Posted: Tuesday, July 12, 2011 1:40 PM
Lifestyle changes in the United States over the last 35 years have led to a steady decline in fluid milk consumption.
Per capita consumption of fluid milk fell 21.5 percent from 1975 to 2009, according to USDA.
Families no longer sit down together to share breakfast and dinner, with Mom pouring several glasses of cold milk for the meal, said David Pelzer, senior vice president of strategic communications for Dairy Management Inc., which manages the dairy checkoff.
The problem is the industry has treated milk as a commodity instead of giving consumers what they want, where they want it and how they want it, he said.
While milk wasn't keeping up with the times, competing beverages were picking up market share, he said.
"We have to do things differently. Everybody's on the go; milk has to be able to travel," he said.
Nonetheless, 70 percent to 75 percent of milk is still sold in gallon containers, he said.
Packaging is definitely an issue, said Wilson Gray, extension livestock economist with the University of Idaho in Twin Falls.
"The 'jug' (individual serving-size container) has helped, but it took the industry 40 years to think outside the carton," he said.
Another issue is that those white, plastic, gallon containers are distributed with little to no branding or marketing, Pelzer said. The industry inadvertently contributed to the marketing problem with its generic "got milk?" campaign.
While per capita consumption has continued to drop over the decades, fluid milk sales remain fairly steady due to population growth, said John Wilson, senior vice president and chief fluid marketing officer for Dairy Farmers of America.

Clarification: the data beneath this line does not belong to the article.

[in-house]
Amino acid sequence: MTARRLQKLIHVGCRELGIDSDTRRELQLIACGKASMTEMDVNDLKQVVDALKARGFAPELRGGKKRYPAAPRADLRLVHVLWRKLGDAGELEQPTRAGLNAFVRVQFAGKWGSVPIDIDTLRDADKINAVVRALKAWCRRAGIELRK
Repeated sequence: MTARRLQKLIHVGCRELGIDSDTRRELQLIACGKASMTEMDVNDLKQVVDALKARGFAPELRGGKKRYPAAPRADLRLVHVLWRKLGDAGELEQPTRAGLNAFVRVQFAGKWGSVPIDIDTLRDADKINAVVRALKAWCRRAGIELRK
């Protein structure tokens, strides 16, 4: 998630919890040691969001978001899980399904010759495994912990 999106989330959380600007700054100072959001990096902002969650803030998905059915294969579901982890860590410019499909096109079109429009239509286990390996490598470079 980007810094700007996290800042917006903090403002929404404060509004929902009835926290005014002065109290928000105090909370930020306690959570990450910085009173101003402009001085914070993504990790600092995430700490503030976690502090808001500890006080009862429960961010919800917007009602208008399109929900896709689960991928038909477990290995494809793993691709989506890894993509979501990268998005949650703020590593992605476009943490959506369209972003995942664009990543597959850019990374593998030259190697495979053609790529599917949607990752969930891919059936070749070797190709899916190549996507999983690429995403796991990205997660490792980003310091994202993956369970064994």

Per capita consumption is clearly going down over the long term, but it's been particularly troubling the last 18 months, he said.
Consumption dropped about 2.5 percent in January 2010 from the year-earlier level, more than 3 percent in June 2010, and about 4.5 percent in October 2010. April was down 2.1 percent from April 2010.
"Part of what's going on is people are consuming more yogurt as a substitute for milk," he said, adding that milk is also losing sales to bottled water.
"Overall, the story on dairy is a nice one. I just think we have a challenge here with fluid consumption," he said.
That challenge is to promote the healthy benefits of milk, he added.
But growing health awareness has led to its own challenges, Gray said.
Some schools have banned flavored milk because of the sugar content, and plain milk is less appealing to youngsters. And the touted benefits of soy milk has taken market share from cow's milk.
In addition, people's real or perceived intolerance to lactose has led to a drop in consumption, Pelzer said.
But the good news is fluid milk is not a mature market, he said. Individual serving sizes of milk have taken off in fast food markets just from changing the container. So have specialty beverages that contain milk, such as coffee drinks, smoothies and frappes.
There is a lot of opportunity for growth, but milk has to step into the modern world of marketing, he said.